To address this issue, an innovation was developed and deployed for one semester at the Rio Salado College Avondale location. The innovation identified the individual career interests of each student in a treatment group, then worked with industry experts in those career fields to develop PowerPoint slides explaining how each HSE math lesson would directly transfer to the student’s career of interest. In addition, hiring managers from each career field that the students expressed interest in visited the class to discuss the need for HSE math skills and to answer any questions about their career and the transferability of what the students were learning.

The treatment groups’ attendance hours, completion rates, and self-reported engagement were examined and compared all other HSE math classes at Rio Salado College that took place during the same semester, as well as compared to the instructor of the innovation’s previous math classes. The results showed that students who participated in the innovation had, on average, over 38 more attendance hours than students who did not receive the innovation during the same semester and over 44 more attendance hours than the instructor’s previous classes at the same location. In addition, students who participated in the innovation reported higher engagement and enjoyment in the class than in similar HSE classes that they had previously taken.

Contributors

Agent

Created

Date Created
  • 2018

150233-Thumbnail Image.png

Modeling the TyrZ-His 190 pair of photosystem II for the study of proton coupled electron transfer

Description

The work described in the thesis involves the synthesis of a molecular triad which is designed to undergo proton coupled electron transfer (PCET) upon irradiation with light. Photoinduced PCET is

The work described in the thesis involves the synthesis of a molecular triad which is designed to undergo proton coupled electron transfer (PCET) upon irradiation with light. Photoinduced PCET is an important process that many organisms use and the elucidation of its mechanism will allow further understanding of this process and its potential applications. The target compound designed for PCET studies consists of a porphyrin chromophore (also a primary electron donor), covalently linked to a phenol-imidazole (secondary electron donor), and a C60 (primary electron acceptor). The phenol-imidazole moiety of this system is modeled after the TyrZ His-190 residues in the reaction center of Photosystem II (PS II). These residues participate in an intermolecular H-bond between the phenol side chain of TyrZ and the imidazole side chain of His-190. The phenol side chain of TyrZ is the electron transfer mediator between the oxygen evolving complex (OEC) and P680 (primary electron donor) in PSII. During electron transfer from TyrZ to P680*+, the phenolic proton of TyrZ becomes highly acidic (pKa~-2) and the hydrogen is preferentially transferred to the relatively basic imidazole of His-190 through a pre-existing hydrogen bond. This PCET process avoids a charged intermediate, on TyrZ, and results in a neutral phenolic radical (TyrZ*). The current research consists of building a molecular triad, which can mimic the photoinduced PCET process of PSII. The following, documents the synthetic progress in the synthesis of a molecular triad designed to investigate the mechanism of PCET as well as gain further insight on how this process can be applied in artificial photosynthetic devices.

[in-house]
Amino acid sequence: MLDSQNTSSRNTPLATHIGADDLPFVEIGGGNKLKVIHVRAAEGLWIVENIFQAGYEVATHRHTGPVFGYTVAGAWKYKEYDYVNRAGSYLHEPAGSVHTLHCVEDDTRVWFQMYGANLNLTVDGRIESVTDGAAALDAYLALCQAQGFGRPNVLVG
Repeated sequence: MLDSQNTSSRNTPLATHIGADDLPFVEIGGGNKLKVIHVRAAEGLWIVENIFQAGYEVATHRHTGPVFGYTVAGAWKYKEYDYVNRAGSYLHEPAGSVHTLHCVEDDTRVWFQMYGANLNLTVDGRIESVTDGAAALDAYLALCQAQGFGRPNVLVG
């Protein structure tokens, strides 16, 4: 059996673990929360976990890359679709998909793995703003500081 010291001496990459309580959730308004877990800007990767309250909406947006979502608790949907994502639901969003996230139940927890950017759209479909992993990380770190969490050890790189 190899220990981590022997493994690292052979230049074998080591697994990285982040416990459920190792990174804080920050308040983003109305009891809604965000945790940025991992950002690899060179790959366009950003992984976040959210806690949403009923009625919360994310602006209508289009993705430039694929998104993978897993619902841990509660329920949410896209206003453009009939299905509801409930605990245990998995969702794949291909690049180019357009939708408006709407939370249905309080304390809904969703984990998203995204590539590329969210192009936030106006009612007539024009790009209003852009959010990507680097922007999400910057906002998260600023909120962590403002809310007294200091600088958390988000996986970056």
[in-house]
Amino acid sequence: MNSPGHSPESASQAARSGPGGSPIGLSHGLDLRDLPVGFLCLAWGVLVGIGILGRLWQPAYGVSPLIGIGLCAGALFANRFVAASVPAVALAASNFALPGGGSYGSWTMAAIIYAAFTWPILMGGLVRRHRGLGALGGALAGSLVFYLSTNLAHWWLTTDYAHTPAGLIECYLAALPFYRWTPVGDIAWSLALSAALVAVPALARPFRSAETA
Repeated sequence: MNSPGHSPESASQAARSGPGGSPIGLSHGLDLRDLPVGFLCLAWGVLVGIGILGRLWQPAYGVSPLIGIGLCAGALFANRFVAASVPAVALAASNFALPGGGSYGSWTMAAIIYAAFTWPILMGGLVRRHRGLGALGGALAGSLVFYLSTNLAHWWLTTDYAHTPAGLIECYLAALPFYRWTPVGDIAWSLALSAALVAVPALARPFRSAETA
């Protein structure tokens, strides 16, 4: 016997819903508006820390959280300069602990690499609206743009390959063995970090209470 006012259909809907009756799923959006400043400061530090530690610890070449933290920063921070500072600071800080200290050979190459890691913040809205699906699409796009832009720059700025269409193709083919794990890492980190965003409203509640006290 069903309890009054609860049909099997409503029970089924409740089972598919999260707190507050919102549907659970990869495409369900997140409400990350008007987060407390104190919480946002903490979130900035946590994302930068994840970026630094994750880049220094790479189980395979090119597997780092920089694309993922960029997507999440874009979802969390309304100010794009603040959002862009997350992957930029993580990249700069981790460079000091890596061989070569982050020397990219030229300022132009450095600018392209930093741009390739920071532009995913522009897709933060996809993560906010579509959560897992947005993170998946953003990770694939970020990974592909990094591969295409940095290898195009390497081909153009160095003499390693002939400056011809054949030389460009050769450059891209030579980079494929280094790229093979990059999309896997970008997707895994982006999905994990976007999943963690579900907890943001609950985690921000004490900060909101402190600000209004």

Contributors

Agent

Created

Date Created
  • 2011

152061-Thumbnail Image.png

The limitations and extent of category generalization within a partially learned hierarchical structure

Description

Most people are experts in some area of information; however, they may not be knowledgeable about other closely related areas. How knowledge is generalized to hierarchically related categories was explored.

Most people are experts in some area of information; however, they may not be knowledgeable about other closely related areas. How knowledge is generalized to hierarchically related categories was explored. Past work has found little to no generalization to categories closely related to learned categories. These results do not fit well with other work focusing on attention during and after category learning. The current work attempted to merge these two areas of by creating a category structure with the best chance to detect generalization. Participants learned order level bird categories and family level wading bird categories. Then participants completed multiple measures to test generalization to old wading bird categories, new wading bird categories, owl and raptor categories, and lizard categories. As expected, the generalization measures converged on a single overall pattern of generalization. No generalization was found, except for already learned categories. This pattern fits well with past work on generalization within a hierarchy, but do not fit well with theories of dimensional attention. Reasons why these findings do not match are discussed, as well as directions for future research.

Contributors

Agent

Created

Date Created
  • 2013